§ SIR WILLIAM HARCOURT
said, that as his right hon. Friend the Chief Secretary could not, by the Rules of the House, speak again, he might perhaps be allowed to make a few remarks, especially as that was one of a class of cases of a painful character with which he was very familiar, having constantly to deal with them. In that particular instance, an allegation having been made that a prisoner had been ill-used and improperly treated, his right hon. Friend took the very natural course of directing that an inquiry should be instituted by the Prison Board in the first instance, in order to ascertain the facts. That was precisely the course which he himself would have taken under the like circumstances in England. He would have called for a Report from the Prison Commissioners in the first instance; and if he thought the case one that required further investigation he would have gone into the matter himself, and have obtained further information. That was precisely what his right hon. Friend had done. ["Oh, oh!"] He thought he might be allowed to proceed without interruption. He was not stating anything offensive. After receiving the Report of the Prison Board, thinking the case to be a serious one, his right hon. Friend directed that it should be referred to the Royal Commission, which had been appointed with great care, for the purpose of inquiring into the discipline of prisons in Ireland, and into any abuses which might exist in them. The Commission, he believed, had the confidence of the hon. Member for the City of Cork (Mr. Parnell), and those who sat with him. What fairer course could his right hon. Friend have adopted? The hon. Member opposite was right in 498 calling attention to that case; but he had no right to impute to his right hon. Friend inhumanity or brutality.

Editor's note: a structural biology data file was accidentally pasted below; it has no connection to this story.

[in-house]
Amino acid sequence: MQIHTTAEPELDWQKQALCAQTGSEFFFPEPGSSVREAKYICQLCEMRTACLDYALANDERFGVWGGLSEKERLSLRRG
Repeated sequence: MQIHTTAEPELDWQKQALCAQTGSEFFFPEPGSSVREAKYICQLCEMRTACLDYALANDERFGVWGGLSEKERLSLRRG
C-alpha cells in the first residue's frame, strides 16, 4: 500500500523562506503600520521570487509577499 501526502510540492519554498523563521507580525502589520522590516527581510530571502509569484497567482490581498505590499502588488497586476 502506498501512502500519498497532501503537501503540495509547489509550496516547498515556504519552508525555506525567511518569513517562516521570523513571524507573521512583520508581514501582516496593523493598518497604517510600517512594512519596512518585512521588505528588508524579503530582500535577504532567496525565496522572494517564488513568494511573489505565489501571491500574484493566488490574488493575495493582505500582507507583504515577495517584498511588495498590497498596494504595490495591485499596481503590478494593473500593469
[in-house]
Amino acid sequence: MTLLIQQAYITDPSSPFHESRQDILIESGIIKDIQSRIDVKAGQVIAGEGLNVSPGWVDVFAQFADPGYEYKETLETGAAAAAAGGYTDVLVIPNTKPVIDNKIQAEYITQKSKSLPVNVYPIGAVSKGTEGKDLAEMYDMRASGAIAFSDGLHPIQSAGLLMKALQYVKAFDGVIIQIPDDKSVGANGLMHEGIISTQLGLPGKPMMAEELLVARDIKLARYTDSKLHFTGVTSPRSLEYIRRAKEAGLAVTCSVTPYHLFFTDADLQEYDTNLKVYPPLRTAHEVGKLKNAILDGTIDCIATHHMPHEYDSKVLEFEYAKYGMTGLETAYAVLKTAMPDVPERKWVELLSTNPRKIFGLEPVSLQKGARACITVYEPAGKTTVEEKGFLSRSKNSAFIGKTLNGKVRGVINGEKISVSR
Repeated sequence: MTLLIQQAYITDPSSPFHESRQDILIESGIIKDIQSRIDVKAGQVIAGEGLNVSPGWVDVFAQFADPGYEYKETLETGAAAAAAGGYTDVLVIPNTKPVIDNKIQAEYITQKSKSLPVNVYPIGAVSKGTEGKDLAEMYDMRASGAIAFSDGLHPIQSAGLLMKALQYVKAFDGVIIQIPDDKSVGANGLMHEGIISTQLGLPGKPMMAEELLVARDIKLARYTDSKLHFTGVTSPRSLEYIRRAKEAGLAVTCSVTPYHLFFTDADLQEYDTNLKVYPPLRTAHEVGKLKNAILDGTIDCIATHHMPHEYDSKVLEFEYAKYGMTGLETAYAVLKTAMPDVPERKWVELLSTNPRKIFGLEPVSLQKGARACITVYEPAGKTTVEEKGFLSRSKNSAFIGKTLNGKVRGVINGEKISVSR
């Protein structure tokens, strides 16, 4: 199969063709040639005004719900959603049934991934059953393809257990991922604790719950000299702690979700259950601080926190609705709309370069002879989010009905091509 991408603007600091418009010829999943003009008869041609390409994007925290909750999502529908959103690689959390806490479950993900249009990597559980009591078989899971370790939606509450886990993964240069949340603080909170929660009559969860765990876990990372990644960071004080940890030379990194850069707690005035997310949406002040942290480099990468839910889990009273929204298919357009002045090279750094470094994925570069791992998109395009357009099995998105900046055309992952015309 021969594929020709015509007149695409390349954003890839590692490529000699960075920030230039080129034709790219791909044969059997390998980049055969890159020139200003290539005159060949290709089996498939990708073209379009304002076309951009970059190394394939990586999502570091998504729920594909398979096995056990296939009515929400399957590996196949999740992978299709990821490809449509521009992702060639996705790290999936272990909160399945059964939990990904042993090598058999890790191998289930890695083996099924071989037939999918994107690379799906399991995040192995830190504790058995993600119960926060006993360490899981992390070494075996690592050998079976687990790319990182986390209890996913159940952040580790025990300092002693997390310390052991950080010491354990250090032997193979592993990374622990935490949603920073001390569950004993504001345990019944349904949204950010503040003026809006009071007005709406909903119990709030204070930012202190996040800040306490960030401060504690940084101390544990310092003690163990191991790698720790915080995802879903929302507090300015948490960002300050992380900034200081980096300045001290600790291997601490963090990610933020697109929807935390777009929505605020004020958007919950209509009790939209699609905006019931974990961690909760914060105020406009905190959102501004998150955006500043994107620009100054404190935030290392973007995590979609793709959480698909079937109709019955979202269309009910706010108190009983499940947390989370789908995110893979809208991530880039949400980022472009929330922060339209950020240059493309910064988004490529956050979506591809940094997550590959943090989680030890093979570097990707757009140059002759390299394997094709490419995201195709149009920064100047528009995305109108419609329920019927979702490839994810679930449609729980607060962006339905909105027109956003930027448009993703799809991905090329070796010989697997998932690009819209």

§ SIR WILLIAM HARCOURT
said, the hon. Member had used towards his right hon. Friend language which seemed to him most offensive and entirely uncalled for. He hoped, however, that it would now be admitted that his right hon. Friend had acted in a just and impartial manner, and that he was not obnoxious to the reproaches that had been cast upon him.
§ MR. LEAMY
said, he wished to explain. When he made his speech he was not aware that this case was referred to the Prisons Commission. It was only yesterday that the right hon. Gentleman the Chief Secretary refused to produce the Report dealing with the matter, on the ground that it was a confidential document; but he had said nothing about referring it to the Commission.
§ MR. TREVELYAN
asked to be allowed to say a few words by way of personal explanation. He could not, of course, keep himself fully informed of all the details of the Irish administration; and the first he heard of this matter was when it was brought under his notice the day before yesterday by the hon. Member for Waterford (Mr. Leamy.) He thought the matter very serious, and had since been in correspondence with Dublin about it; and it was only in the course of that morning he found that referring it to the Prisons Commission was the only way of having it properly inquired into. He had at once communicated his determination to that effect to the Irish Executive.
§ MR. T. A. DICKSON
said that, as a Member of the Royal Commission now sitting on Irish Prisons, he had listened with deep interest to the speech of the hon. Member for Waterford. He promised the hon. Member that they would have this case fully investigated, and would have the officials over from Ireland with regard to it.
§ Main Question, "That Mr. Speaker do now leave the Chair," put, and agreed to.